The short and safe answer is: nobody knows. The problem is that only tiny fraction of the

pyramid can be examined and the rest lays inaccessable in its vast interior. A substansial

part of the pyramid could have been filled up with stone debris, gravel, sand, and clay. This

is seen in preceding pyramids. But as the pyramid of Khufu has been stabile for more than

four mellenia, it's hard to imagine that other materials than blocks can contribute in a greater

extend to the volume. I'ts far more possible that the base never was fully leveled, and then

raw and untouched rock can contribute with a considerable part of the volume. Maybe as

much as 30 % and a considerable reduction in a still staggering amount of work.

Petrie estimated that the pyramid contains "about 2.300.000" blocks with the average dimen-

sions 50" x 50" x 28" or 1.27 m x 1.27 m x 0.711 m. Then the volume of each block is put to

the round figure 70.000 cubic inches or 1.147 cubic meter. See end of Ch. 22, note 6.

The height - 0.711 m - of the average block is too high, as 146.71 m / 0.711 m will give the

Pyramid 206(.3) courses. And certainly too few. With 218 completed courses, the average

height for a block is 67,3 cm. A common height of a table is about 75 cm.

Maximum volume of the pyramid is 2.6 million cubic meters and if the volume of each

average block is put to 1.147 cubic meter, then the pyramid at most can contains 2.26

million blocks. And round off the ** 2.3 million**, approximated by Petrie, and most often

stated.

Hard to estimate. Densities, specific for the materials actually used for the Pyramid, seems

to be found nowhere. And Natural-stone.com states that density for limestones can vary much,

from less than 1 760 kilograms per cubic meter to more than 2 560.

Some guidence from simetric.co.uk (kg/):

"Basalt, solid 3011". Used for pavestones. From Fayum.

"Granite, solid 2691". Used for walls, cielings and more. From Aswan.

"Limestone, solid 2611". For facade, from Thura. For core and more, from Giza Plateau.

As probably 98% of the mass of the manmade part of the Pyramid consists of limestone, it

must be fair to consider the avarage block as a block of limestone.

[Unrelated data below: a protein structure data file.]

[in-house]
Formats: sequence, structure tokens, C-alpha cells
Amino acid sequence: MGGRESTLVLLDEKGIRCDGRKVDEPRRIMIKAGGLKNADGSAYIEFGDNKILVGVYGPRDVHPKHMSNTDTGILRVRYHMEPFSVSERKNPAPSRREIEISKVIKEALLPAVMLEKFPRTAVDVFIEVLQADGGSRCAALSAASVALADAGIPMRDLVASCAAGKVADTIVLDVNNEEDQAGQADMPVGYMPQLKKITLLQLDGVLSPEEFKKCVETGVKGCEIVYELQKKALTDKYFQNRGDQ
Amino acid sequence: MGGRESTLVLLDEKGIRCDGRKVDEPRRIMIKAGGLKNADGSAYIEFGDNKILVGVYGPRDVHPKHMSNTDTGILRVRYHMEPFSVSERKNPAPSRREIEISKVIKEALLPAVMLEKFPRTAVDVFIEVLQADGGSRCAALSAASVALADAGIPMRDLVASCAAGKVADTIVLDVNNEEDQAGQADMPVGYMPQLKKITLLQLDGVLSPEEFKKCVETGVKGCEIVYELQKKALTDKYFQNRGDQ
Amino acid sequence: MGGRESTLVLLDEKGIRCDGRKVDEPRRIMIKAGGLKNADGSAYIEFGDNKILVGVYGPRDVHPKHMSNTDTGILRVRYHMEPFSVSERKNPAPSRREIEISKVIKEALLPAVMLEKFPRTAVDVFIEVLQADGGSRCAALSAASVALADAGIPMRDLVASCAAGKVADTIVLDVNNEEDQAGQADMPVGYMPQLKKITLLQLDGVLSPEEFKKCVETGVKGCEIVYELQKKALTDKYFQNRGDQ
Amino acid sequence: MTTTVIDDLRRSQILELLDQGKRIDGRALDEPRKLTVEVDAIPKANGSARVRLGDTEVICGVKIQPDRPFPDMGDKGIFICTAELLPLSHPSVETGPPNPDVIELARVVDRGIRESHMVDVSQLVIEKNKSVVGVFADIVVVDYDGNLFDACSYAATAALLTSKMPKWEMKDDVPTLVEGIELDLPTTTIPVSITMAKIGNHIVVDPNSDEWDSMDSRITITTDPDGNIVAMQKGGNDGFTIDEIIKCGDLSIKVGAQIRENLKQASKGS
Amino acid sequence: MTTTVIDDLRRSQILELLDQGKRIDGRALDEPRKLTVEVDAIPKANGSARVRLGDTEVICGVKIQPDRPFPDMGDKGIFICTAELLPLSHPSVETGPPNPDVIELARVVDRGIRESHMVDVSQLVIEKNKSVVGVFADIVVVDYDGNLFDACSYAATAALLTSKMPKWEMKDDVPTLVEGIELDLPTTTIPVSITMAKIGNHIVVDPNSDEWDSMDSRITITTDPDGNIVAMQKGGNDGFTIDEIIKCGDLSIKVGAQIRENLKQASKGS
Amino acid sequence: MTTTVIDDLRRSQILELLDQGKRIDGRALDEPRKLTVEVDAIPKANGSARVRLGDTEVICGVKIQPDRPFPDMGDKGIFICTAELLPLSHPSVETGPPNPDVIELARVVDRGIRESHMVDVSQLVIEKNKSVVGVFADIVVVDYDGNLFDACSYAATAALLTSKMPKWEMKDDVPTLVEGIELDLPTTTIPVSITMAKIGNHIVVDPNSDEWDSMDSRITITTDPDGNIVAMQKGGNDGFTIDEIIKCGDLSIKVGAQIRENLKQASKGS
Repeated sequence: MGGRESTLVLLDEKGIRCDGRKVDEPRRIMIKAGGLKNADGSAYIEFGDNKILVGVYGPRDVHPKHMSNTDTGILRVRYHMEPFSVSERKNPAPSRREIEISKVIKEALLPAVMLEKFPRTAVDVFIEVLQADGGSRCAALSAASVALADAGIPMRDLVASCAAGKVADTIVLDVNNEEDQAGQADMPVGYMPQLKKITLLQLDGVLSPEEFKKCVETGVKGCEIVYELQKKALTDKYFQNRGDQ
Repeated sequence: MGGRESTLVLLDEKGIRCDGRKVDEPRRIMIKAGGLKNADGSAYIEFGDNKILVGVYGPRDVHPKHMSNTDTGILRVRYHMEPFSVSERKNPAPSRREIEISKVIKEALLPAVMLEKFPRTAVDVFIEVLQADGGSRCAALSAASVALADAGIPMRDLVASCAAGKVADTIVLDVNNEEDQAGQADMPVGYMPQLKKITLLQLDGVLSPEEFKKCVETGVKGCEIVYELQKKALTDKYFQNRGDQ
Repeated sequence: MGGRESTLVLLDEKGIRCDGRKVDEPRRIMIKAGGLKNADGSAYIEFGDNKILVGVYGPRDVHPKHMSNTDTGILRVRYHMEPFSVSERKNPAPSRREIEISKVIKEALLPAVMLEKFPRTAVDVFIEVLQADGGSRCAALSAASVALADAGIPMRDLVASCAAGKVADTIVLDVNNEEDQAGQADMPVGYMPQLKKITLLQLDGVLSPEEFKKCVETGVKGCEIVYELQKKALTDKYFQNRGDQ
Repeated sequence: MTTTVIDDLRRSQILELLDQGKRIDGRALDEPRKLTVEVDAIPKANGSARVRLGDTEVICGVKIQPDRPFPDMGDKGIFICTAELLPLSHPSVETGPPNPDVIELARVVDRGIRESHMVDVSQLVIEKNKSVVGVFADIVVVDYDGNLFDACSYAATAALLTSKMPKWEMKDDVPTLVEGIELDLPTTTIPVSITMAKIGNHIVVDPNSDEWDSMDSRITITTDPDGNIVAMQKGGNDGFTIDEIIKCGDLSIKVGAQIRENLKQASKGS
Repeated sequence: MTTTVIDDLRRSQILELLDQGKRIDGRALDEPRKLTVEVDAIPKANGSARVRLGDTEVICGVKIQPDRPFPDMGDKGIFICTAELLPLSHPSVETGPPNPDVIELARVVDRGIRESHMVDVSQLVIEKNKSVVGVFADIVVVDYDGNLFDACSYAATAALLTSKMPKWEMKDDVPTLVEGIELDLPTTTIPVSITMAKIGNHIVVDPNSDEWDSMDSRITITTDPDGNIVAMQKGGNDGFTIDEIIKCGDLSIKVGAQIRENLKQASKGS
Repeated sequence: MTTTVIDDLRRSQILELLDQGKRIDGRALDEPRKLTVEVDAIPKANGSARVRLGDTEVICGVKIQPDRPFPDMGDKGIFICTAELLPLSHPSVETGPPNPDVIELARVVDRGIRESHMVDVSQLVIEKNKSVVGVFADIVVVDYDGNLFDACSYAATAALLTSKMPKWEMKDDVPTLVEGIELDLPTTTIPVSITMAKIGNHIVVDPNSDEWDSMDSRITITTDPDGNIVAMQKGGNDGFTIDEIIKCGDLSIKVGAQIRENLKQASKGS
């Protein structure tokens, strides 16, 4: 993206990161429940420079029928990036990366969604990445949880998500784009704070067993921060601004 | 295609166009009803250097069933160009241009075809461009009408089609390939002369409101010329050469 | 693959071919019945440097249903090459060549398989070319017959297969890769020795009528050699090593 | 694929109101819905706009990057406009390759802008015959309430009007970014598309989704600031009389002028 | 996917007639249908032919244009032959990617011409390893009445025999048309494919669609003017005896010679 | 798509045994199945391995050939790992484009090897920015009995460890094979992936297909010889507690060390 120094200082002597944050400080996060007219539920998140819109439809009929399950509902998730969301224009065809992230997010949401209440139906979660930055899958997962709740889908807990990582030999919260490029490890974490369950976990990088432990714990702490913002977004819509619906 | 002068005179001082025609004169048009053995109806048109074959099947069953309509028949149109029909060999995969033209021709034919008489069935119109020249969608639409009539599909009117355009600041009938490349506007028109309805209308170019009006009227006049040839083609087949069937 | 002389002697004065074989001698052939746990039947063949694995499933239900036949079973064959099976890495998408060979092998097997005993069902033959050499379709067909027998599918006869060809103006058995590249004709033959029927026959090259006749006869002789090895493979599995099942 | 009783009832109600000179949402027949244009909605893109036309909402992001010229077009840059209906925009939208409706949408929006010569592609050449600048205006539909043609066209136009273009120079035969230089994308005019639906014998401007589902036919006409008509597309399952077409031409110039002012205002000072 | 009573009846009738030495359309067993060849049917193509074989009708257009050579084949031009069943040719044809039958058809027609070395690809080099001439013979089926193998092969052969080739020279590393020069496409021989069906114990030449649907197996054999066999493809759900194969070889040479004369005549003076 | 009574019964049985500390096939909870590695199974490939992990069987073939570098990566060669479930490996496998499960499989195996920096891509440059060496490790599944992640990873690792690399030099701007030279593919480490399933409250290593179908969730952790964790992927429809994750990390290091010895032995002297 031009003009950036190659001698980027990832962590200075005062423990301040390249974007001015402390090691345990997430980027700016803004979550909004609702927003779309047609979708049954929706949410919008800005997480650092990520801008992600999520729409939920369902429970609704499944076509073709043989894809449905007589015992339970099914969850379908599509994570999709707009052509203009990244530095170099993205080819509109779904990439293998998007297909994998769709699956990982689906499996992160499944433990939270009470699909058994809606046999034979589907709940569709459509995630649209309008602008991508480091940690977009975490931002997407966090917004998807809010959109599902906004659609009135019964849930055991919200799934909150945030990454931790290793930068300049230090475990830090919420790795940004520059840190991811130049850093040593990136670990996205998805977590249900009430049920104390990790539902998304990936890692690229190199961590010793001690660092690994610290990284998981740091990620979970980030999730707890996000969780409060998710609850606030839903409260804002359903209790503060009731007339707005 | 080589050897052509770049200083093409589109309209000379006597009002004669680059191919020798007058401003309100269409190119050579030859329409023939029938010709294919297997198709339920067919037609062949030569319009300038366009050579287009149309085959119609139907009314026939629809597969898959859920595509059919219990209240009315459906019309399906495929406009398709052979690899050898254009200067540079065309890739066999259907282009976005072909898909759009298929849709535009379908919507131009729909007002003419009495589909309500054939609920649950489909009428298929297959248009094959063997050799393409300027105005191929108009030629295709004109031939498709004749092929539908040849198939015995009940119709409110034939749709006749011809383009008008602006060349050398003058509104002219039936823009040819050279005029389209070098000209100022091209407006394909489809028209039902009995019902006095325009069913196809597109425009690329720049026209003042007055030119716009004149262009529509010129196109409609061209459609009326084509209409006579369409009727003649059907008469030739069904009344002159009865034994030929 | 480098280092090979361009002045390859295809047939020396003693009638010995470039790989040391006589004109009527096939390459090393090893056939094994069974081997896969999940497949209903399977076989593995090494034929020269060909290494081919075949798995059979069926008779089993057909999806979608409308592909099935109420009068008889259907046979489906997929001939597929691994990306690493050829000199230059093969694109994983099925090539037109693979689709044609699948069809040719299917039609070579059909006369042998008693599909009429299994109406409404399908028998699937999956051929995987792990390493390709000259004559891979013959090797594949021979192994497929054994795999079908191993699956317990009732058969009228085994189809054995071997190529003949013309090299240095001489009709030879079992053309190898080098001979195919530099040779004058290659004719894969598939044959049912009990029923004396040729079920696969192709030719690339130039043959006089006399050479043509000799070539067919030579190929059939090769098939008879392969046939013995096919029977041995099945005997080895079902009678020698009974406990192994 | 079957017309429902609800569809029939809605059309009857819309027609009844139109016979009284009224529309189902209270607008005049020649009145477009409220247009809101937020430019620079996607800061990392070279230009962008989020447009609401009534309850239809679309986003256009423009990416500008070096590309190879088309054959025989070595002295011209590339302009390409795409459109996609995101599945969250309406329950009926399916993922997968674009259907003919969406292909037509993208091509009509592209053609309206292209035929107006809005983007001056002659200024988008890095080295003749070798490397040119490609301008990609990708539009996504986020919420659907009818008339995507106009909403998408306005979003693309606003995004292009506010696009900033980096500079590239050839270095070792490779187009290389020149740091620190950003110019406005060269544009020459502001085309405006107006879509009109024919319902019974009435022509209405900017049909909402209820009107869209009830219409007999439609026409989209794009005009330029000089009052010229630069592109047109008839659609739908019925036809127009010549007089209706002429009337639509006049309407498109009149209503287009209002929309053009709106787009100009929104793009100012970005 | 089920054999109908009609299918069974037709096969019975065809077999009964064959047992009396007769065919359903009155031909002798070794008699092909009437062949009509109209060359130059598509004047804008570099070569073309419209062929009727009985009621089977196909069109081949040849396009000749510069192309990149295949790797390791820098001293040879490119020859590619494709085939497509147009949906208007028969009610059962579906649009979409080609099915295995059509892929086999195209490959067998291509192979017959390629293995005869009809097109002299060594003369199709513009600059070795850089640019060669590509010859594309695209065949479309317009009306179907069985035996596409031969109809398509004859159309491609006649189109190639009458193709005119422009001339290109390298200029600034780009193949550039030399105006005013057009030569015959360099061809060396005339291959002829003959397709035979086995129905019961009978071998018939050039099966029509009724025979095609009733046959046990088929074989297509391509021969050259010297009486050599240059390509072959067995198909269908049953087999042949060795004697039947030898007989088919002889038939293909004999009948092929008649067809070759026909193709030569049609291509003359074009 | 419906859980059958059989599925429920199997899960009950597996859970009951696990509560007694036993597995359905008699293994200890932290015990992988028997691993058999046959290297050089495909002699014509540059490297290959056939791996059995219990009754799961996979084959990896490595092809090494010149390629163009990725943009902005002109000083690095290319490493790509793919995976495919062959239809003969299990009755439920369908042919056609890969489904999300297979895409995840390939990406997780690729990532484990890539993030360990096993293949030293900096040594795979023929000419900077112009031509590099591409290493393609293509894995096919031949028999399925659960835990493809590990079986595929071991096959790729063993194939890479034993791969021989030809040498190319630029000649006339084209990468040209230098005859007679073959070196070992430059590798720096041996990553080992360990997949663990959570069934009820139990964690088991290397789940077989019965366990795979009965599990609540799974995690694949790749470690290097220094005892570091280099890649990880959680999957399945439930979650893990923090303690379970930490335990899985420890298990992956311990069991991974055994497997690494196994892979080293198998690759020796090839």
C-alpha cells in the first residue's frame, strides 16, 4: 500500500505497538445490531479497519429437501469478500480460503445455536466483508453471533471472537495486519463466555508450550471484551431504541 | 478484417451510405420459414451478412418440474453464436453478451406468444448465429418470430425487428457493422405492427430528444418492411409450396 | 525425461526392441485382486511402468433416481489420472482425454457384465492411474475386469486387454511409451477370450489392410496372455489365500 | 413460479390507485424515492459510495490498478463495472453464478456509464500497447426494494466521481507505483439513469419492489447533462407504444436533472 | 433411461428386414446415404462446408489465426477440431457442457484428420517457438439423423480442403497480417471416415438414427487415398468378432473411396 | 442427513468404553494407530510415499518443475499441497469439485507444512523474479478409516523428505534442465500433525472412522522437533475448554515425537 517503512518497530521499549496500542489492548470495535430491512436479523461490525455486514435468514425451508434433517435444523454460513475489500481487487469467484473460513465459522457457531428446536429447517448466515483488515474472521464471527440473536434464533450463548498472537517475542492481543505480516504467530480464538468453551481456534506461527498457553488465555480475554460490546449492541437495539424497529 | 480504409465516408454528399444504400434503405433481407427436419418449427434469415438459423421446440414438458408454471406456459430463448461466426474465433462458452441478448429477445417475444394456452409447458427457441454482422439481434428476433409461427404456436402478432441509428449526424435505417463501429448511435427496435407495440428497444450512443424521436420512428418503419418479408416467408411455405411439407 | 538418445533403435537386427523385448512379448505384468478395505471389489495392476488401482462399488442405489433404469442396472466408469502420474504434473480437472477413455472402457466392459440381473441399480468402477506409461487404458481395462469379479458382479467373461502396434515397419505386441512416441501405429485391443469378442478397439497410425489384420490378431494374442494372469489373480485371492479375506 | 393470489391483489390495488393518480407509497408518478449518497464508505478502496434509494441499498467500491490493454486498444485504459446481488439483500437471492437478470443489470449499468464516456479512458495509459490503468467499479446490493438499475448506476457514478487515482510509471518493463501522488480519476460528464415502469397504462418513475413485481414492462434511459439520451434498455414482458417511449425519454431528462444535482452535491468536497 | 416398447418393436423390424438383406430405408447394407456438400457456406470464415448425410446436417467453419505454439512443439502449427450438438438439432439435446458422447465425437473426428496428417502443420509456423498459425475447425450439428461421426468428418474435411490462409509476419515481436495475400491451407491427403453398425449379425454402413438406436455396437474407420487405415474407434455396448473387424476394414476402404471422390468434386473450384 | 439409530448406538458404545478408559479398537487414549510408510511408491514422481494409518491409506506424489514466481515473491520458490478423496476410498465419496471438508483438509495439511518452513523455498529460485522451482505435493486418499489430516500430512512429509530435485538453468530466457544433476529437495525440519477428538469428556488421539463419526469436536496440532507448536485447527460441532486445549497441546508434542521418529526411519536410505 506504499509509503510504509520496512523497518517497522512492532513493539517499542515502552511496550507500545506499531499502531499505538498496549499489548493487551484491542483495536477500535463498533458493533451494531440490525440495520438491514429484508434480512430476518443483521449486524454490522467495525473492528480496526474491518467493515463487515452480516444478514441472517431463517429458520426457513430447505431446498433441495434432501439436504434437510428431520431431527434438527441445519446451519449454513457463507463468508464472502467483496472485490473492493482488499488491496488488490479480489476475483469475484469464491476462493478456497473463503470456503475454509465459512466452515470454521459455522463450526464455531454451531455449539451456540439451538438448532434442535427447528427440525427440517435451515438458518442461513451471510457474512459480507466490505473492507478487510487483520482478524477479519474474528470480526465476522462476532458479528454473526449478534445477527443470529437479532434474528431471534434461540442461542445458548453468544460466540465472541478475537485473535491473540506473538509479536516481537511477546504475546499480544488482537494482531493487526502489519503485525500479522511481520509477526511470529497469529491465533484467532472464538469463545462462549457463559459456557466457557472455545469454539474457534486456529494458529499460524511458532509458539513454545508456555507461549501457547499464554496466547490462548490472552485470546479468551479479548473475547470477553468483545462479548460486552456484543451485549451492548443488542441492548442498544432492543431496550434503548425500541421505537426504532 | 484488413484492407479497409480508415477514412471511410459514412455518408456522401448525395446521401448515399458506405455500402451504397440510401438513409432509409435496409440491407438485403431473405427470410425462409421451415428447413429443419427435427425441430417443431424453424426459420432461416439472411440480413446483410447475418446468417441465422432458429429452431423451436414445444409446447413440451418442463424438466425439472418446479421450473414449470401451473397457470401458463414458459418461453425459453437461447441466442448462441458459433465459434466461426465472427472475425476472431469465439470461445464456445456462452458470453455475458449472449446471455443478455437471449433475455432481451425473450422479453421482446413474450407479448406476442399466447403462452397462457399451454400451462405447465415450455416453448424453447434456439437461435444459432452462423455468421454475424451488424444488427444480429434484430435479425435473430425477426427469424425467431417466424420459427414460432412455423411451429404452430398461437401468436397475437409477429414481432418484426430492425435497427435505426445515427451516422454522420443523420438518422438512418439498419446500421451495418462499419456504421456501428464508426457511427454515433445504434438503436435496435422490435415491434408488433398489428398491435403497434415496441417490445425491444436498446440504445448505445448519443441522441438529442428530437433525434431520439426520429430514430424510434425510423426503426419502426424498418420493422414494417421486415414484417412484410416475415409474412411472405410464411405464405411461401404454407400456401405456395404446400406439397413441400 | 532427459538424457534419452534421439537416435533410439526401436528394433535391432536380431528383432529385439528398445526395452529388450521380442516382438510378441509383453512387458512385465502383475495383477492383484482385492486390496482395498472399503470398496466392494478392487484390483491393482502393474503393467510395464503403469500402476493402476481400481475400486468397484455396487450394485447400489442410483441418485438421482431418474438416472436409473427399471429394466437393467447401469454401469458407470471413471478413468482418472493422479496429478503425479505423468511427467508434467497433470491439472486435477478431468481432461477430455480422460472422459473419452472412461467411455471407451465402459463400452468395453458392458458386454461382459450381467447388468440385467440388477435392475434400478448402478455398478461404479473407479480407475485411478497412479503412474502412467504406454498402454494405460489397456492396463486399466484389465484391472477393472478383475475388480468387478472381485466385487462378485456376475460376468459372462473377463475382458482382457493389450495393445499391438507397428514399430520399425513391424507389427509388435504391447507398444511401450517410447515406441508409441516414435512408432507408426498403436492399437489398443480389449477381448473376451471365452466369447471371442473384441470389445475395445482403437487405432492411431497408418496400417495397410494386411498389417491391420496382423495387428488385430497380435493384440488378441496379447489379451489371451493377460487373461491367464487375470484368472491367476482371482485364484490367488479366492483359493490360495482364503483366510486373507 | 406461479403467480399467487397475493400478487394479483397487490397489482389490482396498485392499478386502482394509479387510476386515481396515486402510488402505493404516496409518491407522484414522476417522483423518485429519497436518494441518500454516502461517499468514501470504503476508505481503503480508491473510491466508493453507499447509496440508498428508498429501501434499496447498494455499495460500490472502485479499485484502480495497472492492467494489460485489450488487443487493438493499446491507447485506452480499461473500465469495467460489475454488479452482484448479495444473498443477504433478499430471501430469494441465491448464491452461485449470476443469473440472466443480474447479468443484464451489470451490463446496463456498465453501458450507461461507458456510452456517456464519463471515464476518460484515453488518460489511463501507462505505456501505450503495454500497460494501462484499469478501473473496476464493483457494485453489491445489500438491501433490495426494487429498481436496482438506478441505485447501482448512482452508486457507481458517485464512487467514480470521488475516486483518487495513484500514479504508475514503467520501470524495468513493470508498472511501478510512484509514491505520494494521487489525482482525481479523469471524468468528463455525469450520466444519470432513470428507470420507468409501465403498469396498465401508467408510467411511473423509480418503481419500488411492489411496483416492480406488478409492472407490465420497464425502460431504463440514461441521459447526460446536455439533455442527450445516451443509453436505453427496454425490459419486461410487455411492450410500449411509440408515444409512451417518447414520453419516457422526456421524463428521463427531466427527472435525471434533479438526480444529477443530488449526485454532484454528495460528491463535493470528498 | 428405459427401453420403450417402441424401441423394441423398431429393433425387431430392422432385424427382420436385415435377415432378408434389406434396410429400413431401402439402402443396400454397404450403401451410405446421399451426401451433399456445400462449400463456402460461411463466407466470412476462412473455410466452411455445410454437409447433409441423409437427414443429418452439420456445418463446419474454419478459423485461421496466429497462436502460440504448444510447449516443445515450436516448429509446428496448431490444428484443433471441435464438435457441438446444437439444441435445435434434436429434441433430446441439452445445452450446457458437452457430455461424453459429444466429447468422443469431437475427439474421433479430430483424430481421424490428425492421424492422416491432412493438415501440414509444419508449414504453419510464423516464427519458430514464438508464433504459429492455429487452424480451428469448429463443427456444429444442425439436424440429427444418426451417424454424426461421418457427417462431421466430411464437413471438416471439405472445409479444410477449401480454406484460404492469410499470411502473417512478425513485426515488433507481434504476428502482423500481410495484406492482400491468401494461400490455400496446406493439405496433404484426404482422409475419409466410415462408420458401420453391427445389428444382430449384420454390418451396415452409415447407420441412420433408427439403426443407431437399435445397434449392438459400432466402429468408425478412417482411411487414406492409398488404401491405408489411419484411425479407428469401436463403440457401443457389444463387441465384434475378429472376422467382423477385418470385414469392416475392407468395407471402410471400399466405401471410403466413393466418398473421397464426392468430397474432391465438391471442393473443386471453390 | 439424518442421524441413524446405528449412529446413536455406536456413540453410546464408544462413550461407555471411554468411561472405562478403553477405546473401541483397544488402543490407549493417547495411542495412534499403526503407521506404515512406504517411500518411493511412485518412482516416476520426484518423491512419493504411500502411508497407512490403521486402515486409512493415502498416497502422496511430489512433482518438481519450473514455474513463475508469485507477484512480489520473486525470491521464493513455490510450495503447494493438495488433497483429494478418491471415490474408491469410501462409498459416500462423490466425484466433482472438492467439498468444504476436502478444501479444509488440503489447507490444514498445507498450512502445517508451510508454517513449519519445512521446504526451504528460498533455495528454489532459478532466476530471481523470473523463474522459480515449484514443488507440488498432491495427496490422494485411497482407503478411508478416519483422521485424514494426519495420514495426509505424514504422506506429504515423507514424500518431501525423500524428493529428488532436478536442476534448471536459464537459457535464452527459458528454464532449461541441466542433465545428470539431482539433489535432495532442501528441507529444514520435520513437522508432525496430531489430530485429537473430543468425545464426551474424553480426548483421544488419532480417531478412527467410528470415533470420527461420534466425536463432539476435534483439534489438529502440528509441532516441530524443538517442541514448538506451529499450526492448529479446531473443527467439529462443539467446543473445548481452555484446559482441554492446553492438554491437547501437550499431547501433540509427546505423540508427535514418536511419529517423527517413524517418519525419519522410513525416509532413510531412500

Some guidence from Petrie who used the density 2.21. Calculation, if imperial tons:

[2.5 tons x 1.016] / 1.147 = 2.21.

Then the density for limestones, actually used, could be anything between - let's say - 2.0

and 2.7.
If Petrie's figures are accepted - 1.147 cubic meter and density 2.21 - the weight of

the average block is 2 530 kilograms. And a block of 1 cubic meter has the weight 2 210

kilograms.

In contradiction to Petrie, it's common to state that the average block has the volume 1

and the weight 2½ tons or 2.500 kg. Then, density is put to 2.50.

The weight af an average block of 2 210 kg is equal to the weight of about 30 persons

(75 kg each) or 2 medium-sized cars.

The cieling consists of 9 granite blocks, formed like beams. The average beam is app. 2.1 m high,

1.4 m wide and 9.1 m in lenght. Volume is about 26.8 cubic meters, and the weight is 72 tons,

when density is 2.7. For all 9 beams about 650 tons.

The pyramid represents an almost inhuman amount of work, often visualized by calculating

how frequent a block has to be put down. The calculation rest on a number of assumptions:

- the total number of blocks is 2.3 million

- the time of construction was 20 years

- the daily work went on for 10 hours of daylight

- work was done every day in the year

10 hours in 365 days in 20 years are 10 × 365 × 20 = 73 000 hours.

Then 2.3 million blocks were placed in 73 000 hours.

Every hour were placed 2.3 million blocks / 73 000 hours = 31.5 blocks.